Legacy Labs: Brabant Dental Lab

June 28, 2012

It’s all in the family at Brabant Dental Laboratory-the family of employees, that is. The lab, which is celebrating its 75th anniversary this year, has changed hands just twice in that time, and in both instances ownership was passed to dedicated employees. The Sacramento-based lab was founded in 1937 by Joseph Brabant, a denture technician who expanded the business into one of the first full-service laboratories in northern California.

It’s all in the family at Brabant Dental Laboratory-the family of employees, that is.

The lab, which is celebrating its 75th anniversary this year, has changed hands just twice in that time, and in both instances ownership was passed to dedicated employees.

The Sacramento-based lab was founded in 1937 by Joseph Brabant, a denture technician who expanded the business into one of the first full-service laboratories in northern California.

The next owner was James M. Ennis, CDT, who started at the lab in 1951 as a delivery driver on a bicycle. After working his way up as a technician, he took the reins from Brabant in 1970. While running the lab, he also worked in the Crown and Bridge department and hired the two men who would become his successors, Stephen “Kip” Lemos, CDT, and C. Neal Courter, CDT, who retired last year. 

Lemos, who is current president of the 30-person lab, was in high school when he took his first job because he thought he might like to become a dentist.

“I wanted to learn a little bit about dentistry,” Lemos said. “That led to me really liking the lab business.” 

After deciding not to become a dentist, Lemos, along with Courter, earned his CDT. And in 1979, he and Courter became partners with Ennis.

“He was my mentor,” said Lemos about Ennis. “He was supportive of everything I did.”

Lemos specialized in fixed prosthetics and Courter’s focus was on removables.

Growing the business

The lab, which doubled in size between 1986 and 1990, takes pride in being on the leading edge of technology including at the forefront of offering implants and sleep appliances.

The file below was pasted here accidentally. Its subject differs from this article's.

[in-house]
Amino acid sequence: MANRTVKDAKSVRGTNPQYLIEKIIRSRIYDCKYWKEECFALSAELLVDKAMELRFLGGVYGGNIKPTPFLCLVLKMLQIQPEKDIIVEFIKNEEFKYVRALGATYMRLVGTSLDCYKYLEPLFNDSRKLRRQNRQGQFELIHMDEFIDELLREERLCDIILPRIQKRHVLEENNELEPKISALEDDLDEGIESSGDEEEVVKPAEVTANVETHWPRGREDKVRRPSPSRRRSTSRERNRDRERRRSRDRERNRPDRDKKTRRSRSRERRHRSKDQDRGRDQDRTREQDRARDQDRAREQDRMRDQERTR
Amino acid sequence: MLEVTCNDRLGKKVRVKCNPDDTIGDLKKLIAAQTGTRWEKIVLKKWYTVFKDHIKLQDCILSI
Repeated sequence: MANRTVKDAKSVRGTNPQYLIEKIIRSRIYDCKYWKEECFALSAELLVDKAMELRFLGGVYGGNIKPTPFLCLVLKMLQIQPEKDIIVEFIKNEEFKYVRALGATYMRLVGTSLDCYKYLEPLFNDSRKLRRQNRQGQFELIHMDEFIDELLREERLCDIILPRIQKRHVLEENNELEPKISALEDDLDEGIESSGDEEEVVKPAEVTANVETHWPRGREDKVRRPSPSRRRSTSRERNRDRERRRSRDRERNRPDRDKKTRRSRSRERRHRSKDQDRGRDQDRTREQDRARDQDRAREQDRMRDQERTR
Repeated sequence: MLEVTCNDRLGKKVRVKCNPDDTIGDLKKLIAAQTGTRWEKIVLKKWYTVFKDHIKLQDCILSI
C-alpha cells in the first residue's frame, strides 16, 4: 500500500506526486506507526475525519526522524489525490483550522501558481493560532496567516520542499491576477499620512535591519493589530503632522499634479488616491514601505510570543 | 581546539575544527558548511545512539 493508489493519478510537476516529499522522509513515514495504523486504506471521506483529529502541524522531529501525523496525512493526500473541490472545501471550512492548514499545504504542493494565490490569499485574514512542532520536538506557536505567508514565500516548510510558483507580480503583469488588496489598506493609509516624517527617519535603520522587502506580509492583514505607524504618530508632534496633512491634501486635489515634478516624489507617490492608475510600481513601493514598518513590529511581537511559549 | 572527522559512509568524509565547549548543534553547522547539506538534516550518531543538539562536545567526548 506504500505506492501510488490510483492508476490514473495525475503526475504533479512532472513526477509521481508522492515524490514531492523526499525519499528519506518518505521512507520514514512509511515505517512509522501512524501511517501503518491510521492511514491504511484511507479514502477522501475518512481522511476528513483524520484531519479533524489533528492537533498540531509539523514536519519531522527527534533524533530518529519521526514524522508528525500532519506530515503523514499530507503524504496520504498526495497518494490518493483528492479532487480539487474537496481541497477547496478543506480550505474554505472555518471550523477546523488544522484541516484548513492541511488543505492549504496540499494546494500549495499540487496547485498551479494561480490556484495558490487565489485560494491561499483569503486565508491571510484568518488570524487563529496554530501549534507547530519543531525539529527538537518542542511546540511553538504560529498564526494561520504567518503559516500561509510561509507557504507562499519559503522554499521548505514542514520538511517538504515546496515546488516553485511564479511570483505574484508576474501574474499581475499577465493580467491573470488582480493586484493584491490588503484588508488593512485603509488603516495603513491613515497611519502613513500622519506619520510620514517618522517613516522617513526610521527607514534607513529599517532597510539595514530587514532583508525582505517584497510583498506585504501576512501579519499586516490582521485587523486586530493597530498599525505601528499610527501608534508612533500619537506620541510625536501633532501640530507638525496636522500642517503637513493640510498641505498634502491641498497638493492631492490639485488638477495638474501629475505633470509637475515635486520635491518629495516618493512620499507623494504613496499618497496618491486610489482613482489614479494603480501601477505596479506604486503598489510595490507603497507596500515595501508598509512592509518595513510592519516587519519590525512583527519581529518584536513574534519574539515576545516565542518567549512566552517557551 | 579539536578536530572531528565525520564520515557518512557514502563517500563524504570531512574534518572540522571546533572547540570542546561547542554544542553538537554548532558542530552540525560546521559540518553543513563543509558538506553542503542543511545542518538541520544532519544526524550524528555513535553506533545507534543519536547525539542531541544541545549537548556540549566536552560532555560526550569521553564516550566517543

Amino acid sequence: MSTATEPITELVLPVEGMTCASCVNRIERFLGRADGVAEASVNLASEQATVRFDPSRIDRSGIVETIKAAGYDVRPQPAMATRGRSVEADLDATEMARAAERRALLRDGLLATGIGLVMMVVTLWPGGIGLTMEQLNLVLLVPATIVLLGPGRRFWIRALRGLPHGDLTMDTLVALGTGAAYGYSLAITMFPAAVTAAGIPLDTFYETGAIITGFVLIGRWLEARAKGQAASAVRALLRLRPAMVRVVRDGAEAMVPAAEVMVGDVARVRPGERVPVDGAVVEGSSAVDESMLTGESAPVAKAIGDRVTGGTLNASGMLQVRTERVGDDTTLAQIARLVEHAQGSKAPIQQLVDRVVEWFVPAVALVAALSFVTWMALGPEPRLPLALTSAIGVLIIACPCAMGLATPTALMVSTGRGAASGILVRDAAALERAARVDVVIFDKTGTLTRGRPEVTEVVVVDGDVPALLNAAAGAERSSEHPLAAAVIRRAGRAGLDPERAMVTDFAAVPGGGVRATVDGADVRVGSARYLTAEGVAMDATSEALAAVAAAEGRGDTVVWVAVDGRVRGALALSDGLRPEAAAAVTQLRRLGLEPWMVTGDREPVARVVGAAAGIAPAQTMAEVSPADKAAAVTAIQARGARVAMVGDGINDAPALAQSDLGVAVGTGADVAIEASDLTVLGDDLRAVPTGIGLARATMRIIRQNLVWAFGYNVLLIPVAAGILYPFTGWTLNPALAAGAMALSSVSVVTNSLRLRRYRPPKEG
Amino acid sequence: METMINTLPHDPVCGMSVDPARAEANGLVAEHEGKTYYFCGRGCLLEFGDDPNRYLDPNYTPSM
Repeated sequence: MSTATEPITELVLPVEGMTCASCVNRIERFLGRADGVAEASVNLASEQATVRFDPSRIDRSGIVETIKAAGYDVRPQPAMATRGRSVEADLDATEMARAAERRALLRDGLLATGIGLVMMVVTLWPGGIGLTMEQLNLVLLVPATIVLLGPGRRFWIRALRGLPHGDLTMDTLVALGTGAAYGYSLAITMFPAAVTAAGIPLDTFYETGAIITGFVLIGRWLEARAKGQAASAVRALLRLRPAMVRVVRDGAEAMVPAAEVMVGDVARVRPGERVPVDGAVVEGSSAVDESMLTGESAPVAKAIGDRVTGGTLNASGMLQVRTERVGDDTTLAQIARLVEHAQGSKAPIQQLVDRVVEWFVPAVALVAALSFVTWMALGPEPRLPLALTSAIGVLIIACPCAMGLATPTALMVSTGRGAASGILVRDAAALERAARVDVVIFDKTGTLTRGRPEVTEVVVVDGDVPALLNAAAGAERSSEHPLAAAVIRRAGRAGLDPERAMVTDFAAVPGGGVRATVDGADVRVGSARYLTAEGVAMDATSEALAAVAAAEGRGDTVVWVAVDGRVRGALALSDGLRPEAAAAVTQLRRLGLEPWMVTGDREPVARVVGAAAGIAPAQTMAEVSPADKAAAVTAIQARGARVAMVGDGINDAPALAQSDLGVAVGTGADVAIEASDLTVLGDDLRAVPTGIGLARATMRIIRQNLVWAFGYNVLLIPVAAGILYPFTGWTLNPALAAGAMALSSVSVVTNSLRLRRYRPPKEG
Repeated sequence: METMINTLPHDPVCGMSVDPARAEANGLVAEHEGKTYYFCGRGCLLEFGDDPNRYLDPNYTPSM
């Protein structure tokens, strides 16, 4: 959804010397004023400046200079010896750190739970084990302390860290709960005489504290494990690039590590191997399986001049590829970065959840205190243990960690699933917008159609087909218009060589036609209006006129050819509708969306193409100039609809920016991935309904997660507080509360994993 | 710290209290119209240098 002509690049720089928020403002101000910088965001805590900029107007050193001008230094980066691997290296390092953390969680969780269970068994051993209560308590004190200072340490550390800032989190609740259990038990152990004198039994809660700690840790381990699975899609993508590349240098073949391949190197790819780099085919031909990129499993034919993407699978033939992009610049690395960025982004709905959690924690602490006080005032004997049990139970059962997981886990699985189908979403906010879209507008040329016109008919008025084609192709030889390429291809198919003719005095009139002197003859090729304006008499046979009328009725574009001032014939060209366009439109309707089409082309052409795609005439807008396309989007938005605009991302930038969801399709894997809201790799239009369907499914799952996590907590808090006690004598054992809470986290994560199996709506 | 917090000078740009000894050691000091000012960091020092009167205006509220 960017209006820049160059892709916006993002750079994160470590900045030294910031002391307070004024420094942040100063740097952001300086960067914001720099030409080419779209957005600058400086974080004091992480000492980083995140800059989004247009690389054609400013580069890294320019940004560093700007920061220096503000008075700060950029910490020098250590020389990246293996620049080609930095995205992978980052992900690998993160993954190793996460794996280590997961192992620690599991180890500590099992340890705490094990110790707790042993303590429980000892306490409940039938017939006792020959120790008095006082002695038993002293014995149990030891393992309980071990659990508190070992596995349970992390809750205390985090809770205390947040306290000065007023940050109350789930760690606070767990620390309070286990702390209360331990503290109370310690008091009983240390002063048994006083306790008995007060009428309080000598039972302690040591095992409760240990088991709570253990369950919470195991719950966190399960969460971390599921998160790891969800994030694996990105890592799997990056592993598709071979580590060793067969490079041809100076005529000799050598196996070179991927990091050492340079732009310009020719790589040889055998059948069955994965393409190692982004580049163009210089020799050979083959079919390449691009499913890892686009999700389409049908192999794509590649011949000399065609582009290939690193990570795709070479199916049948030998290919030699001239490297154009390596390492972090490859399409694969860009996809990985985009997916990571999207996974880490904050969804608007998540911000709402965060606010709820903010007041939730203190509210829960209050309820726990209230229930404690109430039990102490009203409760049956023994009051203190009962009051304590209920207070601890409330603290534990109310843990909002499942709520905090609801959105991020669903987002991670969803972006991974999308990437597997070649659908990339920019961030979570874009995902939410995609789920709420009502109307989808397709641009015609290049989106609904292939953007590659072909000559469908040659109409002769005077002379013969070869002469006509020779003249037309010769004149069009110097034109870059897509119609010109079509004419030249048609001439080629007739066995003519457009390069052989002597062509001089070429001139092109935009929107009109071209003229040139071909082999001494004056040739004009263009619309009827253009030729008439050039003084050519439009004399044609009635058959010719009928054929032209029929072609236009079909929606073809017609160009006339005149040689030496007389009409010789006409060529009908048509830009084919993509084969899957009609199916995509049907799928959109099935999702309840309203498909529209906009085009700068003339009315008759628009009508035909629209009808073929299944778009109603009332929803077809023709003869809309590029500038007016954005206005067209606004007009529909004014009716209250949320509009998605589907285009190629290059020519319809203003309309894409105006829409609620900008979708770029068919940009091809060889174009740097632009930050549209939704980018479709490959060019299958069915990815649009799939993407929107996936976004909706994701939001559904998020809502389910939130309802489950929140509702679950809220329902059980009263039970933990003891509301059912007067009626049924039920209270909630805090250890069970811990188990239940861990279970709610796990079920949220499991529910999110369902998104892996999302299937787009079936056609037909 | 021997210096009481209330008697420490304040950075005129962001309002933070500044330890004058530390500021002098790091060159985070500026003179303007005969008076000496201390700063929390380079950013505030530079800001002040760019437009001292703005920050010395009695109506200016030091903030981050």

Brabant also has built long-standing, strong relationships with its customers. Most of the dentists they serve are within a 50-mile radius of the lab.

Part of fostering that close relationship has been to offer educational programs, Lemos said. The lab frequently partners with manufacturers to provide educational seminars.

“We’ve never had an outside sales person,” Lemos said. “We’ve based our growth on providing that education to doctors and staff.”

In 2004, the company purchased its 14,000 square foot headquarters. About 2,400 square feet is devoted to educational space.

The chance to have a lab designed to his specifications was a thrill for Lemos.

“I built my dreams into the lab,” he said. “It was very exciting. I’m very proud of it.”

In celebrating the lab's 75th anniversary, Lemos said Brabant lab is promoting its dedication to "Made in America" and offering deep discounts for accounts trying new products or new accounts bringing cases to the lab. Lemos said the specials includ BruxZir crowns, a noble metal PFM crown “NobleCad”, a flat rate stay plate and an avoid embarrassment denture “AED” all priced at just $75 for the anniversary. A BBQ celebration for employees, family, friends and customers is being planned for the fall as well.

Growing the industry

As much as technology is expected to change the business, Lemos said the skill and professionalism of the technician is still paramount.

“It’s not all about the computer,” he said. “I still really feel the technology is in the brain (of the technician.)”

Lemos has strived throughout his career to advocate and improve the professionalism of the lab industry. He has supported providing educational and training opportunities for his staff.

“My goal is to increase awareness of our profession and create a profession–not a trade. We’re an integral part of the dental family,” he said. 

Lemos, 61, is planning his retirement within the next five years, and would like to have his employees take ownership, if it can be worked out.

“I believe in my people,” he said. “They’re a significant part of the history and growth of the lab. I’d like to pass the baton to them.”

As he anticipates planning a transition, Lemos said he has thoroughly enjoyed being in the lab business.

“I’m not at all sad I didn’t become a dentist,” he said. “I’ve enjoyed learning dentistry and applying it to the lab field.”